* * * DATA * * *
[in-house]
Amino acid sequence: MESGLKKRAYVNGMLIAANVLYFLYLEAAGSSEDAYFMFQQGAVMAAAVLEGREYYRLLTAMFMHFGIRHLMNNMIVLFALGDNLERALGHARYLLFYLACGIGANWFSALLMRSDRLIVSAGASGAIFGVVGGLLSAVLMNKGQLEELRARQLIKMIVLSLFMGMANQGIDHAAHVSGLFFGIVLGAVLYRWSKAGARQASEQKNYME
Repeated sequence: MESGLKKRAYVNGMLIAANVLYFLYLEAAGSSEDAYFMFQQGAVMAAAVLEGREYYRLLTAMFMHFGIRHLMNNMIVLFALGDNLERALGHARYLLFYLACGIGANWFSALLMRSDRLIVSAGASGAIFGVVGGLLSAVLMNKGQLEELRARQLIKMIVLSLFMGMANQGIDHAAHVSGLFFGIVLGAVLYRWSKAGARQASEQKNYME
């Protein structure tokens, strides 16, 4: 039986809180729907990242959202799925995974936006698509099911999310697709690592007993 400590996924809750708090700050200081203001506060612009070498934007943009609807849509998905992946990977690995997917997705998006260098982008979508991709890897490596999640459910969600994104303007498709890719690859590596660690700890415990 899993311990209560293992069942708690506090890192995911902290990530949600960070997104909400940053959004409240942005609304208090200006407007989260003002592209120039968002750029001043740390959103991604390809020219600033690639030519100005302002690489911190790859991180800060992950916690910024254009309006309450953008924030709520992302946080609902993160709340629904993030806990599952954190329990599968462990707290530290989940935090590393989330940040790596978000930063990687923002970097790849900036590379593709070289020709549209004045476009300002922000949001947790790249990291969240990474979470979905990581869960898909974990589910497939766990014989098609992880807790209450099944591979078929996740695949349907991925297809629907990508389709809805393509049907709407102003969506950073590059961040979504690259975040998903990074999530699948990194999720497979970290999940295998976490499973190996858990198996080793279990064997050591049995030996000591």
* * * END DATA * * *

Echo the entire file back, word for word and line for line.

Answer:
[in-house]
Amino acid sequence: MESGLKKRAYVNGMLIAANVLYFLYLEAAGSSEDAYFMFQQGAVMAAAVLEGREYYRLLTAMFMHFGIRHLMNNMIVLFALGDNLERALGHARYLLFYLACGIGANWFSALLMRSDRLIVSAGASGAIFGVVGGLLSAVLMNKGQLEELRARQLIKMIVLSLFMGMANQGIDHAAHVSGLFFGIVLGAVLYRWSKAGARQASEQKNYME
Repeated sequence: MESGLKKRAYVNGMLIAANVLYFLYLEAAGSSEDAYFMFQQGAVMAAAVLEGREYYRLLTAMFMHFGIRHLMNNMIVLFALGDNLERALGHARYLLFYLACGIGANWFSALLMRSDRLIVSAGASGAIFGVVGGLLSAVLMNKGQLEELRARQLIKMIVLSLFMGMANQGIDHAAHVSGLFFGIVLGAVLYRWSKAGARQASEQKNYME
């Protein structure tokens, strides 16, 4: 039986809180729907990242959202799925995974936006698509099911999310697709690592007993 400590996924809750708090700050200081203001506060612009070498934007943009609807849509998905992946990977690995997917997705998006260098982008979508991709890897490596999640459910969600994104303007498709890719690859590596660690700890415990 899993311990209560293992069942708690506090890192995911902290990530949600960070997104909400940053959004409240942005609304208090200006407007989260003002592209120039968002750029001043740390959103991604390809020219600033690639030519100005302002690489911190790859991180800060992950916690910024254009309006309450953008924030709520992302946080609902993160709340629904993030806990599952954190329990599968462990707290530290989940935090590393989330940040790596978000930063990687923002970097790849900036590379593709070289020709549209004045476009300002922000949001947790790249990291969240990474979470979905990581869960898909974990589910497939766990014989098609992880807790209450099944591979078929996740695949349907991925297809629907990508389709809805393509049907709407102003969506950073590059961040979504690259975040998903990074999530699948990194999720497979970290999940295998976490499973190996858990198996080793279990064997050591049995030996000591």